Agreed about the iPhone not competing in the features-cost market, but then it’s not in the premium market, but in the luxury market. Premium is about doing more, better, faster, easier, ie still features-based. Luxury is about intangible, subjective stuff (cf luxury wine, mostly about the label; luxury handbags and shoes, mostly about splattering logos and red stuff; even luxury cars ie Rolls-Royce aren’t about performance/comfort/…). Premium and luxury overlap a bit especially for technical goods, but are really distinct concepts.

      1. I disagree on your definition of premium vs. luxury, but that isn’t the point here. As long as we agree that the markets are separated, it doesn’t really matter how.

      2. Obviously the jet black finish is “good enough”. I remember when Apple wouldn’t ship the newly announced white iPhone because it wasn’t good enough. Times have changed.


        1. I thought the white iPhone was delayed because of light leakage re: the white material finish and that problem had to be solved first. Is there a similar functional problem with the jet black iPhone? The jet black iPhone finish reminds me of stainless steel, stunning at first, but then you get a few scratches and it looks bad, but once you get a kind of full patina on the surface it looks really cool again.

  3. “The fact Motorola and Samsung produce both high-end flagships and very cheap low-end smartphones doesn’t help their attempts to compete with Apple for the premium customer”

    I agree it doesn’t help but the primary reason these companies can’t compete with Apple for premium customers is that much of the premium segment is looking for an experience that only Apple provides, and no other company even seems interested in attempting to provide a similar experience. Most premium customers want a solution that is closed and curated, abstracted and simplified, a whole solution from wrist to pocket to pad to laptop and desktop from a single vendor, all well supported (including a good retail presence), well-designed, integrated services as well as hardware/software, quality build/materials, and safe, secure, private.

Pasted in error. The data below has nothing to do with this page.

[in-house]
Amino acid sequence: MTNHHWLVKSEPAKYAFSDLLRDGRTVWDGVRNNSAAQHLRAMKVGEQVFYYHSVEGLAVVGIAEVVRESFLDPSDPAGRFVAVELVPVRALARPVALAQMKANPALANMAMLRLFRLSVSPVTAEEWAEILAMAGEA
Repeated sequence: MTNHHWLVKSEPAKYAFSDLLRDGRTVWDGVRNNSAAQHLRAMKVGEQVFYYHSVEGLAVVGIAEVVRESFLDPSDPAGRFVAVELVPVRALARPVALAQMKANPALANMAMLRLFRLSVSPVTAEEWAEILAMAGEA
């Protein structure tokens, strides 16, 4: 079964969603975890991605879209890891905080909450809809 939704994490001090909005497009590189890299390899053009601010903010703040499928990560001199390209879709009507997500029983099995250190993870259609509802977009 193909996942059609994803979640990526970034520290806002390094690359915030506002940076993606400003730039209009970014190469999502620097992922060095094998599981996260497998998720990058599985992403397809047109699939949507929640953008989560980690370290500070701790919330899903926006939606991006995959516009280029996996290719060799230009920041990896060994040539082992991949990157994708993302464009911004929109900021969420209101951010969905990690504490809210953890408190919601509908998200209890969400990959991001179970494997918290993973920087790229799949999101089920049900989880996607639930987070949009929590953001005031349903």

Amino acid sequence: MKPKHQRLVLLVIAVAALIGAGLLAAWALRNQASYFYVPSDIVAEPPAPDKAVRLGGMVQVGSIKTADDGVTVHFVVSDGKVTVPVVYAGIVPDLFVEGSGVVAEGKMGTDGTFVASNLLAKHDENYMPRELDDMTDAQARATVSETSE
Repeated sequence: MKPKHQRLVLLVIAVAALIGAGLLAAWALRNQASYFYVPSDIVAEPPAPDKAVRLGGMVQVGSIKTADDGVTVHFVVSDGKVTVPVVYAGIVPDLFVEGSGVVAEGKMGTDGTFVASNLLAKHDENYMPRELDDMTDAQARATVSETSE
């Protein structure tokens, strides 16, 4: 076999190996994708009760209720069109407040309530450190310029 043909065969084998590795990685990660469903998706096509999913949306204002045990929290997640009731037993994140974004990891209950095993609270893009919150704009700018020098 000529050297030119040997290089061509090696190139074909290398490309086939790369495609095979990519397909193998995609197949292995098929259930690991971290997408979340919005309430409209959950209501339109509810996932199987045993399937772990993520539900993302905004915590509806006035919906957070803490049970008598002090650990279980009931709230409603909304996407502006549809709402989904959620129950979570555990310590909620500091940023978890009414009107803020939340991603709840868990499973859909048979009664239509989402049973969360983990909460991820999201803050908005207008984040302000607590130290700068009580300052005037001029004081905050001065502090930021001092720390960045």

While it is true that some premium customers are looking for something more open and are less concerned with a single vendor solution, that is not the majority of the premium segment. Premium customers want the kind of experience Apple is providing. Who else in tech is even attempting to offer this kind of whole solution? Apple isn’t perfect, but they are delivering the kind of value and experience that resonates with premium customers, and Apple’s dominance of this segment is tough to argue with.

    As for the issue of ‘good enough’, when you are delivering an integrated and abstracted user experience (computing as appliance) it is very difficult to overserve and reach good enough, it may actually be impossible to get to good enough, which is why Apple has been and will continue to be largely insulated from disruption.

  4. Inexpensive headphones, that typically cost less than $3, have been included with most cell phones for years as a way to make the phone safer to use while driving. Whether they do or not can be debated, but it’s partially driven by the corporate lawyers.